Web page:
When the British got through, the enemy seemed to run up these tunnels, hoping to get away to Riencourt, but by this time the Australians had just come up and captured a crowd of them numbering two officers and over 180
men, bayonetting a number who refused to surrender and fought like tigers.
The history of this fighting at Bullecourt is, however, inseparably bound up with the Australian troops who broke through the Hindenburg line to the right of this village and held on to their positions with amazing and splendid courage, although they were utterly exposed on their left and subjected to at least a dozen counterattacks in considerable force, preceded and followed by severe shelling.
All Australian officers pay high and touching tribute to the work of their stretcher bearers, who were superb in courage and self-sacrifice. I have seen the ground they had to cross and I know the evil and peril of it, but they went forward with the infantry and day after day crossed this country in the open with their heavy burdens, never stopping to glance at the bursting shells on either side of them, regardless of their own lives so that they could save their comrades. Unfortunately, the enemy did not respect ambulances, although they could clearly see the sign of the Red Cross, but sniped them continually with shells and shrapnel bullets, as well as stretcher parties which had more faith in German chivalry and for that reason walked deliberately in the open, so that they could not be mistaken. The percentage of mortality among these men is rather higher than that of the infantry themselves.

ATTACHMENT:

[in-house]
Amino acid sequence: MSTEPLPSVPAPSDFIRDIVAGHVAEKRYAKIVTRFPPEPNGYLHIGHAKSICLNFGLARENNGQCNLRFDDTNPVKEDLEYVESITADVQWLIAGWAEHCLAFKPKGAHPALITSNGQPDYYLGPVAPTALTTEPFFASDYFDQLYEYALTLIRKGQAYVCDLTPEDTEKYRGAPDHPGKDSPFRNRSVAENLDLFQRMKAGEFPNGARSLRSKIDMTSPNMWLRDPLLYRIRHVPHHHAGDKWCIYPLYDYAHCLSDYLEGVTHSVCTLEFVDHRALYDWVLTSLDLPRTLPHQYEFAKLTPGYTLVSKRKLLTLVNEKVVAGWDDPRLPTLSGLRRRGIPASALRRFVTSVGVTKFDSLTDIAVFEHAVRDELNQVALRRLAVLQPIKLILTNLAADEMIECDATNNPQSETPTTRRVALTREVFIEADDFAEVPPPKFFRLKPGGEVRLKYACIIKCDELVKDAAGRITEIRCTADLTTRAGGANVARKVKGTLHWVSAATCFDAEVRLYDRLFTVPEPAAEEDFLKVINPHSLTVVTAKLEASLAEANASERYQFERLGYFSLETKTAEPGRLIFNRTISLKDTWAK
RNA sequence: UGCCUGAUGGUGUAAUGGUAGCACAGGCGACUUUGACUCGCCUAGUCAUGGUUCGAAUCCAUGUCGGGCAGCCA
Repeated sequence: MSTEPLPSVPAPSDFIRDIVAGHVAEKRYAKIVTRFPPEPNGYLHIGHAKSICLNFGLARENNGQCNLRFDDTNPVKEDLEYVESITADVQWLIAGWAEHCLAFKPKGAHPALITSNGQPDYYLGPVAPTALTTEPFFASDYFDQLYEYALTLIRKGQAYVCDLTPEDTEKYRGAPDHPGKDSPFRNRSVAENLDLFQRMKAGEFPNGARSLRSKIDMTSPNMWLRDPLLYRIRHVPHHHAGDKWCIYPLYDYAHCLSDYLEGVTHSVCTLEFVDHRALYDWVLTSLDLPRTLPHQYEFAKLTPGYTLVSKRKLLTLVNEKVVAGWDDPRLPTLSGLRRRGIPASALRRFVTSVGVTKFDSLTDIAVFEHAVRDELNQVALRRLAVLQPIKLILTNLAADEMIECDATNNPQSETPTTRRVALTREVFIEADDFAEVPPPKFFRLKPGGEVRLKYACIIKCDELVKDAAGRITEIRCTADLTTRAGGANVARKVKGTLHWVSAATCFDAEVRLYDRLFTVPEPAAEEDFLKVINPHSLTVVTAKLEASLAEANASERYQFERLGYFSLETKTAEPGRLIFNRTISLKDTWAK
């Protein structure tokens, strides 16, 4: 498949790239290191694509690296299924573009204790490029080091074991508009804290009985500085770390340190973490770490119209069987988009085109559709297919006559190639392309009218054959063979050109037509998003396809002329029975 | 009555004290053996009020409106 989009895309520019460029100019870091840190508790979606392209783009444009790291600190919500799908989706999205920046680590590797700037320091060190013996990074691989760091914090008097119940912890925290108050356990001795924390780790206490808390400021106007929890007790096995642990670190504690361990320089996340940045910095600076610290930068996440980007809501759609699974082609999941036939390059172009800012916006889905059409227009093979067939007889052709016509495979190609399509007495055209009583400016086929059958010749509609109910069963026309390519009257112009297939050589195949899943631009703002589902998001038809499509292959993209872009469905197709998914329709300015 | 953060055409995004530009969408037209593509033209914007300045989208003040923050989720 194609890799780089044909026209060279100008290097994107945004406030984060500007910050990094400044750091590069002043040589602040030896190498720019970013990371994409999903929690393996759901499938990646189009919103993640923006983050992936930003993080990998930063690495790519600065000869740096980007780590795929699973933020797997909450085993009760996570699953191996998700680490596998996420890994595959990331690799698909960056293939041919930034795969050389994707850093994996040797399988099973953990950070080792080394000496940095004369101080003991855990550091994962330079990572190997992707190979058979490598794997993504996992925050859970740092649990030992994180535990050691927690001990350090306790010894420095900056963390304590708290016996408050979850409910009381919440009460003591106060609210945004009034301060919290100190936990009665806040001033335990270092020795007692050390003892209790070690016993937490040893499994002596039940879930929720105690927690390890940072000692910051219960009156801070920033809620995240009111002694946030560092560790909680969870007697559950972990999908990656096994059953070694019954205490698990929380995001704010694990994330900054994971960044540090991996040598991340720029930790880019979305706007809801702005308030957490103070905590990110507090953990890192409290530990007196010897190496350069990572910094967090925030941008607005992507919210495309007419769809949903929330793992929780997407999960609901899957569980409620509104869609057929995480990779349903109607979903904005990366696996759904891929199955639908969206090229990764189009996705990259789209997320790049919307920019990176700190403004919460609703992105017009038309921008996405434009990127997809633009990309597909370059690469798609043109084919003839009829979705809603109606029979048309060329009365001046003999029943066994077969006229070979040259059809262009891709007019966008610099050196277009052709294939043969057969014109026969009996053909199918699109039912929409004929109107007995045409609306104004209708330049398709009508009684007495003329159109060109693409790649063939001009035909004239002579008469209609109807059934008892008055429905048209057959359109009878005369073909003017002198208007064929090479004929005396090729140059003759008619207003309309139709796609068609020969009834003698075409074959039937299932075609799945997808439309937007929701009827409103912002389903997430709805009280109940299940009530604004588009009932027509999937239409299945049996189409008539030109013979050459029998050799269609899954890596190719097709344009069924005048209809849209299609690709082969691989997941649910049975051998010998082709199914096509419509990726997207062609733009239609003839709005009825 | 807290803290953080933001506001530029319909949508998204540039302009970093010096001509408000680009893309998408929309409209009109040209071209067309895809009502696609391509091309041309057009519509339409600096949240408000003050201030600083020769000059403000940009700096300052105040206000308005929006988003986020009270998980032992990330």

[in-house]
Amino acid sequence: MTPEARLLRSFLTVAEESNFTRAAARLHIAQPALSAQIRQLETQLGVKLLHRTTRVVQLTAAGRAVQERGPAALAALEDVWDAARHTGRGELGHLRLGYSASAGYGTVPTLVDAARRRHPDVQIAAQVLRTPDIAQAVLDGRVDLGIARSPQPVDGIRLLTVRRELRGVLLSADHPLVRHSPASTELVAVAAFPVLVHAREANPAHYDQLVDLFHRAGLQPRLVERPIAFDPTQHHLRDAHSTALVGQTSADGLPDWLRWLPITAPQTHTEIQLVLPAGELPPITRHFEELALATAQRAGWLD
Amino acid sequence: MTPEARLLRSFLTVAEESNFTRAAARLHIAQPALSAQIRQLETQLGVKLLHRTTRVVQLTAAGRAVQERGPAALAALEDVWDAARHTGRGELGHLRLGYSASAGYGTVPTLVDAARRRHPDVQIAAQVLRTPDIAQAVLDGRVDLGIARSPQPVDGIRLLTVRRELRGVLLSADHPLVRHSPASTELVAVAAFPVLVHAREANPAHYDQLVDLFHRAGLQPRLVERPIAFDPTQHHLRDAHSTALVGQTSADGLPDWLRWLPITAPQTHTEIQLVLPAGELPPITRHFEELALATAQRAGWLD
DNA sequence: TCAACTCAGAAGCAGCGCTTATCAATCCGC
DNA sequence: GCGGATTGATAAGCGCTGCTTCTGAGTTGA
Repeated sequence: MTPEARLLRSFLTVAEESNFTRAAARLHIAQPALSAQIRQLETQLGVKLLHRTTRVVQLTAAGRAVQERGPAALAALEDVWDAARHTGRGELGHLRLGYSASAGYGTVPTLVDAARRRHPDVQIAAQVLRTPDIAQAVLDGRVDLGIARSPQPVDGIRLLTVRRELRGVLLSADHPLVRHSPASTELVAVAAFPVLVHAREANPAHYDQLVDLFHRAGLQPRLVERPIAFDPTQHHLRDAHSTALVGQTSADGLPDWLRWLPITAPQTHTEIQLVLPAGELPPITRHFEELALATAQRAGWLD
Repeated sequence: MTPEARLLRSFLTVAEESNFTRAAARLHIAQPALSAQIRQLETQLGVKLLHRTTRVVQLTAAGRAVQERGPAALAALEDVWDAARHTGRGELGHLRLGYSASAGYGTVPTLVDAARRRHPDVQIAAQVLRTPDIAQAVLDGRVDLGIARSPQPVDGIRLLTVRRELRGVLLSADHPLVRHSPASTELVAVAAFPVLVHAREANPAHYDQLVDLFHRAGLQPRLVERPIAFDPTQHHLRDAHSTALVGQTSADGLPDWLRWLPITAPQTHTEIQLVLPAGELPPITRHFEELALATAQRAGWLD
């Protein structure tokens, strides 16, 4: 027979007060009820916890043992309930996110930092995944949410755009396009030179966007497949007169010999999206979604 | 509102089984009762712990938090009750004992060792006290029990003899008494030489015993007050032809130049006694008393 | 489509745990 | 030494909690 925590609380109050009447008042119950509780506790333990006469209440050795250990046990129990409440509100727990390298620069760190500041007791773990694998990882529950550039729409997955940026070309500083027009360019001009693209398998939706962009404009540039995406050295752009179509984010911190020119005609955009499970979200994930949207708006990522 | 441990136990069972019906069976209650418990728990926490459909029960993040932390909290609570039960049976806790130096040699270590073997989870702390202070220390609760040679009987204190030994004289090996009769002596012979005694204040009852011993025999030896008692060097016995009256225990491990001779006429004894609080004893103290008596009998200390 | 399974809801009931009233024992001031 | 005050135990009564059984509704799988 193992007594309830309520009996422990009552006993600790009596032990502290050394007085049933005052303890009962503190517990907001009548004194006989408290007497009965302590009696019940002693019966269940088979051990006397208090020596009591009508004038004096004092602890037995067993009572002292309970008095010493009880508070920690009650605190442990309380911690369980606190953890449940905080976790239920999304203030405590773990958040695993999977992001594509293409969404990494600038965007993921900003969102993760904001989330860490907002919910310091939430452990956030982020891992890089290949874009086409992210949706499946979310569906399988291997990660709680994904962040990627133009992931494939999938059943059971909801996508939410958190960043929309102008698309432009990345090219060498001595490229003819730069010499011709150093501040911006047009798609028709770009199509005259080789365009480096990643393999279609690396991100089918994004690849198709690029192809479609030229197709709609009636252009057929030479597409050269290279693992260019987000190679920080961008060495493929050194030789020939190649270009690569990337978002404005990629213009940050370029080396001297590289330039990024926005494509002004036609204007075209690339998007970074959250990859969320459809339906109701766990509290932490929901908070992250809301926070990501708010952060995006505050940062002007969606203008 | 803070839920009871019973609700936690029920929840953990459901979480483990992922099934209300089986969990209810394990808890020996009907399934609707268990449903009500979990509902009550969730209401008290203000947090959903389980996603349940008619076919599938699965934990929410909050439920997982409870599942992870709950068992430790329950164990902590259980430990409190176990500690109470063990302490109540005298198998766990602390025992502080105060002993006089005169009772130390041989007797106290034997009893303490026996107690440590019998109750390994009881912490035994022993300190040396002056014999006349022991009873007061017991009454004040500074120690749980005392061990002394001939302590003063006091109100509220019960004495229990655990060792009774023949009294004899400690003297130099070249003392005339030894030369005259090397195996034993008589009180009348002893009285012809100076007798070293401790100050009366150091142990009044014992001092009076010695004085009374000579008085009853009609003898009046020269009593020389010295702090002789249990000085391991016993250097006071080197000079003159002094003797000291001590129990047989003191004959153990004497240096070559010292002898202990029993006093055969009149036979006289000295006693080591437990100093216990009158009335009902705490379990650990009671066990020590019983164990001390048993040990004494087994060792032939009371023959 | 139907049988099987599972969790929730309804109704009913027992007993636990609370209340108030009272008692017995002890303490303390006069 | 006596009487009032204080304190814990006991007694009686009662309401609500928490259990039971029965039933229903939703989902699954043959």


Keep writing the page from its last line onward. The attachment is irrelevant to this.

Heroic Incidents at Roeux May 15.—The account I have already given of the way in which Roeux was taken a few nights ago left out some episodes which should be told and remembered, for the winning of this place was the result of many weeks' most fierce and tragic fighting.
After dusk some British lost their way from the cemetery and wandered off the track into the ruined streets of Roeux. There were some Irishmen among them, bold and reckless fellows who are very quick to do the right things in a tight corner when, as they say, they are on their own. They searched some dugouts and hauled out, by good luck, a group of staff officers belonging to the 3620 Regiment and a doctor.
The doctor found his position rather obscure. He remained in his dugout for some time, attending British wounded brought down to him, and, according to these men, labeled them for Berlin. It was quite a time before he realized that his patients were not German prisoners, but that he was a British prisoner.